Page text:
Could the novel coronavirus (COVID-19) spark an increase in innovation?
Throughout history, innovation has been inspired by hardship and necessity. In the past few years, positive markets and strong job performance may have curtailed innovational improvements because things were going well. If you consider the history of pandemics as a guide, this contagion, like all others, has the opportunity to spark a wave of innovation, and alter the shape of society.
Some positive moments that have already occurred include:
- Microsoft, Google and Salesforce enhance communication technologies and provide free access to small businesses and individuals
- Public and private businesses have increased cleaning and sanitation processes to improve occupant experience and decrease the potential viruses to spread
- Individuals have become more aware of their own responsibility to protect themselves and those within their environment by improving self-hygiene
- Biometrics and smartphones have the opportunity to take the place of badges and ID cards and help reduce germ transmission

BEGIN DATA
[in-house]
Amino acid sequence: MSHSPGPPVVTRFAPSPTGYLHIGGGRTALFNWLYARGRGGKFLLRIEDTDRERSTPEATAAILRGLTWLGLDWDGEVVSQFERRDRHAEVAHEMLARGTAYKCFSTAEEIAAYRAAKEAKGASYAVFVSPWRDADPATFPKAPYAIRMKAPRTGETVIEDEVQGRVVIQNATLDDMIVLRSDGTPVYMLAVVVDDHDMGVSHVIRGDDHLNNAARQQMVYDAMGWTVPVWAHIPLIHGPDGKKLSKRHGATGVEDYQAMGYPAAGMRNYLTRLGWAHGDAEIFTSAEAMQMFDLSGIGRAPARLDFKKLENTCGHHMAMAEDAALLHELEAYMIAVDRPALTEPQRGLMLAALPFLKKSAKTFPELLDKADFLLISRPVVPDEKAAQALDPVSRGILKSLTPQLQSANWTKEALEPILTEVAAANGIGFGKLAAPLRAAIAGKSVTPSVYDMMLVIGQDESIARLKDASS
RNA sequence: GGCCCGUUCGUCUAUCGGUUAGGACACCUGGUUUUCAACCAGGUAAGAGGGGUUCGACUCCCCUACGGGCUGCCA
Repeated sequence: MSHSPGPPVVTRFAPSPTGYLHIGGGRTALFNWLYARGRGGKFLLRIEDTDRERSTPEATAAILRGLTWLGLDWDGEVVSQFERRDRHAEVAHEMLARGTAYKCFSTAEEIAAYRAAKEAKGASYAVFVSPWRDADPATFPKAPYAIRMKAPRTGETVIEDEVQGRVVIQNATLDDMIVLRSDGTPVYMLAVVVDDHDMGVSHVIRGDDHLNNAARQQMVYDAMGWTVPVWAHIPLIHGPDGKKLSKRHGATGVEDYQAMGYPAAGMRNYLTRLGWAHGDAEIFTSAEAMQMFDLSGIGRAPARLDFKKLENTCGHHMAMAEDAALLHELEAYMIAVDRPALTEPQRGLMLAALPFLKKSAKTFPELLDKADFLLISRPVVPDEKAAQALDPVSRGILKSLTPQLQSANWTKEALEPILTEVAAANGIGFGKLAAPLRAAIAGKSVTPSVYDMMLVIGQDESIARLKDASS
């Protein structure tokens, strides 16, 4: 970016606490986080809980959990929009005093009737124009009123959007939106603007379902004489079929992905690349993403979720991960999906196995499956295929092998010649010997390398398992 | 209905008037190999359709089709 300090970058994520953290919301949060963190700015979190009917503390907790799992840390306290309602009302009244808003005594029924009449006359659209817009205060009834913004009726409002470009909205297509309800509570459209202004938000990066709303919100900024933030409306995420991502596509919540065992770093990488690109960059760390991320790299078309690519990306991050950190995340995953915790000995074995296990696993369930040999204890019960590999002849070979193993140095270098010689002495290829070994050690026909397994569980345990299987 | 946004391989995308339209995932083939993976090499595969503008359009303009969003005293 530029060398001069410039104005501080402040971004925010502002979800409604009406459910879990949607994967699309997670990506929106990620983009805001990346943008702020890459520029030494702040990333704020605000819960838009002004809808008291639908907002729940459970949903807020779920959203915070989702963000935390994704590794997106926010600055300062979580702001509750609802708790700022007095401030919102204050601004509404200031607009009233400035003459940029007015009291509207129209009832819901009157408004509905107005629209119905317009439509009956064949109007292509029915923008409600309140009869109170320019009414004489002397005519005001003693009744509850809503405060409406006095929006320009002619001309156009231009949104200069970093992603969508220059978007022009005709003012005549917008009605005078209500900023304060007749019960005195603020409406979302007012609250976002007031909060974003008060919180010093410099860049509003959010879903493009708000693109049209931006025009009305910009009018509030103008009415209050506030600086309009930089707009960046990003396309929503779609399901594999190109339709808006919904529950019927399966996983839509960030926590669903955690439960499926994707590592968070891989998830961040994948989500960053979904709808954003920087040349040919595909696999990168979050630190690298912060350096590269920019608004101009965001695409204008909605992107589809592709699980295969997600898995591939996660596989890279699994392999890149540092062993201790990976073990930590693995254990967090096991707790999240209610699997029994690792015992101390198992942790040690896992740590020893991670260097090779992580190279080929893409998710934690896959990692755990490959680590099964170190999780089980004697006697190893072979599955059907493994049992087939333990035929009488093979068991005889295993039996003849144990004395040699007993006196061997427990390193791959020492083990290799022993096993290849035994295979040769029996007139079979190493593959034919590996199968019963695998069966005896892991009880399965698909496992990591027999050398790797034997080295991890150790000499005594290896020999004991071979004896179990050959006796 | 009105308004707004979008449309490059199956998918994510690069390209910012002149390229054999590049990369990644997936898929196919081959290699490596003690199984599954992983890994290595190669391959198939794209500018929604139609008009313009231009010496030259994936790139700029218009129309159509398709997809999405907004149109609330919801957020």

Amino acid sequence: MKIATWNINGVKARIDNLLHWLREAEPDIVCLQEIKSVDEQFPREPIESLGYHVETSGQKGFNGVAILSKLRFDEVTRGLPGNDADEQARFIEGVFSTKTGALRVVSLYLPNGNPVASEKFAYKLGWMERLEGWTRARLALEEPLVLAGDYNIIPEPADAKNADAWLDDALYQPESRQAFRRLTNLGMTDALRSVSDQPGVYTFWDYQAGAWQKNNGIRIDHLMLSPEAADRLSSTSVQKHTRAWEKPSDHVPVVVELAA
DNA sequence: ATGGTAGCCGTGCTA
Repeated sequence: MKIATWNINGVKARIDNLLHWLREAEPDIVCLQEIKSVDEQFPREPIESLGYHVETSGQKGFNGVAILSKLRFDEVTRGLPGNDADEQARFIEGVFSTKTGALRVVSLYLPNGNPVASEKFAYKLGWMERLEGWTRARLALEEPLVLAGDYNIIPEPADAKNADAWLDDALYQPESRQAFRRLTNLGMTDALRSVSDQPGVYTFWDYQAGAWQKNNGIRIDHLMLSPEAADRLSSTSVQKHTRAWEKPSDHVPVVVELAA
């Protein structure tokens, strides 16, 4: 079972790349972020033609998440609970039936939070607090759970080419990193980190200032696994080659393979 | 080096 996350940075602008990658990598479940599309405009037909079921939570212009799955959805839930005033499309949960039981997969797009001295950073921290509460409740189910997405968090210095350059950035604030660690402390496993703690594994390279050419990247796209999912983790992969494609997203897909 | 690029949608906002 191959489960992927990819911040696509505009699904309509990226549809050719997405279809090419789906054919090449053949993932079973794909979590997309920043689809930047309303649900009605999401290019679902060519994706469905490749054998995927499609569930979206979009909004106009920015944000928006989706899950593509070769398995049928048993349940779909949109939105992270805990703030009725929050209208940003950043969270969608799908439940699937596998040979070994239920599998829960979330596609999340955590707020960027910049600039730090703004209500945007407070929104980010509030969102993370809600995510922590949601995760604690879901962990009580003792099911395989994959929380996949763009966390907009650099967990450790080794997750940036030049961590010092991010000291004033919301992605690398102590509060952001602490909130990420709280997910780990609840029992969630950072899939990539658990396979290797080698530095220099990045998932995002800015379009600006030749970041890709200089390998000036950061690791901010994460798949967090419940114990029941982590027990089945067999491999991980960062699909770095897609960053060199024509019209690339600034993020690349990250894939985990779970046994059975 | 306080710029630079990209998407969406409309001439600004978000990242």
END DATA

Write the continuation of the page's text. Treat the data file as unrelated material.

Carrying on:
- Some polluted cities can see blue skies for the first time in years as millions stay home and reduce carbon emissions, smoke and smog production
Look for ways to improve
If COVID-19 is reducing business for your company, consider stepping back and finding new ways to improve your customer insight, internal and external operations and communications.
- How can you serve your customer better?
- Are there better ways to interact with consumers?
- What steps are needed to improve your business model, employee and customer experiences?
Use this slowed time to improve processes in your business that may have been neglected because things were “too busy” before. Consult with employees, especially those on the frontline, and listen to their ideas. They have a unique insight and that may improve your business model and help you double down on enhancing customer service.
This can also be a great time to improve training and launch virtual classes for employees. It gives employees the chance to learn at home and improve their skills for when they return.
Investing in in-depth customer service training and employee development skills will improve your business in the long run.
Continuing to interact with hourly employees can spark new insight for the business and provide employees with additional skills when they return. It also helps generate work for hourly employees that may not be able to perform their day-to-day duties and don’t have enough time-off accrued.
While the current circumstances are out of your business’ control, making the best of a situation can improve company morale and customer engagement.